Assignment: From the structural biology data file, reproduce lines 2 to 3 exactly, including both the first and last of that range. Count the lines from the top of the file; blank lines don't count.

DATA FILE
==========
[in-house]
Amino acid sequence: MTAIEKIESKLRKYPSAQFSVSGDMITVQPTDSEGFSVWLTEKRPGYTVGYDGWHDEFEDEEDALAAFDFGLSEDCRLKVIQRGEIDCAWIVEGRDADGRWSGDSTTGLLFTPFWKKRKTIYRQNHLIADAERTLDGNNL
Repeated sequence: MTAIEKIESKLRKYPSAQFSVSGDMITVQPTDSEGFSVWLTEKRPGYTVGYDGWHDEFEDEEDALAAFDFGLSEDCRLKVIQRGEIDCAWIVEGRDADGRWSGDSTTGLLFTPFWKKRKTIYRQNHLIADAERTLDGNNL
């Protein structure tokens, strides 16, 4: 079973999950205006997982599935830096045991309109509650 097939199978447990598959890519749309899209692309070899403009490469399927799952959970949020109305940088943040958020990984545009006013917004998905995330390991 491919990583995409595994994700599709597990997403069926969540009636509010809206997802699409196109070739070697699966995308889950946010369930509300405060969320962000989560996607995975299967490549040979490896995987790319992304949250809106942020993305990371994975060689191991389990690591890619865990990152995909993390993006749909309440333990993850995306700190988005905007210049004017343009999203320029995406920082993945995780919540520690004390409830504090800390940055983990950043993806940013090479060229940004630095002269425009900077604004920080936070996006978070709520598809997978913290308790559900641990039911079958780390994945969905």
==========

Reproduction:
Amino acid sequence: MTAIEKIESKLRKYPSAQFSVSGDMITVQPTDSEGFSVWLTEKRPGYTVGYDGWHDEFEDEEDALAAFDFGLSEDCRLKVIQRGEIDCAWIVEGRDADGRWSGDSTTGLLFTPFWKKRKTIYRQNHLIADAERTLDGNNL
Repeated sequence: MTAIEKIESKLRKYPSAQFSVSGDMITVQPTDSEGFSVWLTEKRPGYTVGYDGWHDEFEDEEDALAAFDFGLSEDCRLKVIQRGEIDCAWIVEGRDADGRWSGDSTTGLLFTPFWKKRKTIYRQNHLIADAERTLDGNNL